By Karen Isaacs
Now, more than ever, it seems we need things that remind us of the innate goodness of people, of their willingness to sacrifice and help others, to be neighborly. So make sure you get to the Bushnell by May 5 to see the outstanding national tour production Come from Away.
Come from Away is a musical that does just that, not in a saccharine, manipulative way, but with truth and heart.
How did anyone think the story might be a good idea for a musical? It is about the city of Gander, Newfoundland and the people in it and the surrounding towns who on Sept. 11, 2001 suddenly had 35+ jets land with more than 7000 passengers. American airspace had been closed, and jets flying from Europe and other locations were told to land there. No one had any idea how long the planes and passengers would be on the ground. But these passengers needed to be fed, housed, clothed and befriended.
The citizens of Gander and surrounding towns showed what true goodness is like as they came together to gather supplies, cots, bedding, food, medicine, toothbrushes, deodorant and more.
The authors, Irene Sankoff and David Hein, have skillfully created a multitude of characters including town residents and passengers. They have intertwined these stories so we slip smoothly from one to another. We are never bothered that one performer is playing multiple roles and we always know who each actor is at a given moment.
They have also avoided for the most part stereotype characters. In fact, they drew their stories from stories of the actual passengers many of whom returned for the 10th anniversary and have kept in touch with the townspeople they met.
Yes, there is the gay couple, the Arab man, the British businessman who meets a divorcee from Texas, the woman whose son is a NYC firefighter and more. But these seem like surprisingly well rounded characters. The one pilot we meet is the first woman captain for American Airlines. Among the citizens are the Mayor, the woman who runs the Humane Society, the school teacher, the school bus driver, the air traffic controller and more.
They don’t sugar coat the story either. The town’s school bus drivers are on strike and for many hours refuse to suspend the strike to ferry passengers from the airport to the various surrounding towns that have offered to assist. (Many passengers were on the planes for 24 hours before being allowed off.) There is the Arab man who is detained and questioned; later his offers to help with the food are summarily dismissed until near the end; he says he is an executive chef for a hotel. There’s also the African family who is afraid they are being kidnapped, and the African-American man who is worried he will shot when told to go and take barbeque grills from backyards or that his wallet will be stolen.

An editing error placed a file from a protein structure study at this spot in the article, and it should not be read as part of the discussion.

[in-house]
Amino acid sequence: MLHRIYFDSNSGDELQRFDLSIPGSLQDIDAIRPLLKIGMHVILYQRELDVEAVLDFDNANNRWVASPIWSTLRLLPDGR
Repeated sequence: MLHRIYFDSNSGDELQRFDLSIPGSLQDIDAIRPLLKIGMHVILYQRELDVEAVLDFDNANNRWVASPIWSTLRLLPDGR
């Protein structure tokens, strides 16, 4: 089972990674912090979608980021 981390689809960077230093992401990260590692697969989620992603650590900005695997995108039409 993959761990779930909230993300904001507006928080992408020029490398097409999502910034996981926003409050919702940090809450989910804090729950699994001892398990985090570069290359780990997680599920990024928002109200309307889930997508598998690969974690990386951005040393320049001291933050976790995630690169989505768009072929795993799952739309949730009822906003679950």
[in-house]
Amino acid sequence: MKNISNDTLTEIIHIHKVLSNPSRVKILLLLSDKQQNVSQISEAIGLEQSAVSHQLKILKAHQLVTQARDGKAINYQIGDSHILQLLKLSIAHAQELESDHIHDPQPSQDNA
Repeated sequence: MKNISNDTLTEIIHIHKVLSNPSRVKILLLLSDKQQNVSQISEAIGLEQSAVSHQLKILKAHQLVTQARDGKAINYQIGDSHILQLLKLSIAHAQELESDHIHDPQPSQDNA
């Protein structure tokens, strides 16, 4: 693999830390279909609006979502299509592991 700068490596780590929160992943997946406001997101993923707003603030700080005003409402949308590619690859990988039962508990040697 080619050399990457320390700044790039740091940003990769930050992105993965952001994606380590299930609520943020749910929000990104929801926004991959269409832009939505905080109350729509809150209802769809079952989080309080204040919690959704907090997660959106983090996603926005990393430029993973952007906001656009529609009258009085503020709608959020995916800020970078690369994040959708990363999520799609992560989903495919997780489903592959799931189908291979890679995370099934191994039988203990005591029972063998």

This is a true ensemble, in fact most of the songs are listed as sung by “the company.” This cast come close to the outstanding original cast. It may be difficult to single out performers but in this production I felt that Harter Clingman, Chamblee Ferguson, Julie Johnson, Andrew Samosky, Nick Duckart and Danielle K. Thomas were standouts. Each excelled in all the roles they played.
One of its very earliest stops was at the Goodspeed Festival of New Musicals where it had staged reading.
The songs fit into the show perfectly and I’m looking forward to hearing the cast CD which also available.
Praises to director Christopher Ashley who has handled the multiple stories beautifully and Kelly Devine who is created with the musical staging, which I assume also includes the choreography.
Beowulf Boritt has created a simple but atmosphere set aided by the lighting design of Howell Binkley. Toni-Leslie James’ costumes help us keep the characters straight.
Seldom is the orchestra singled out in a review, but this group of musicians, located on the stage are terrific and after the curtain calls, gives the audience a rousing, “impromptu” concert.
The music and the orchestrations blend music of various genre including traditional folk type music with more Broadway music.
For tickets visit Bushnell.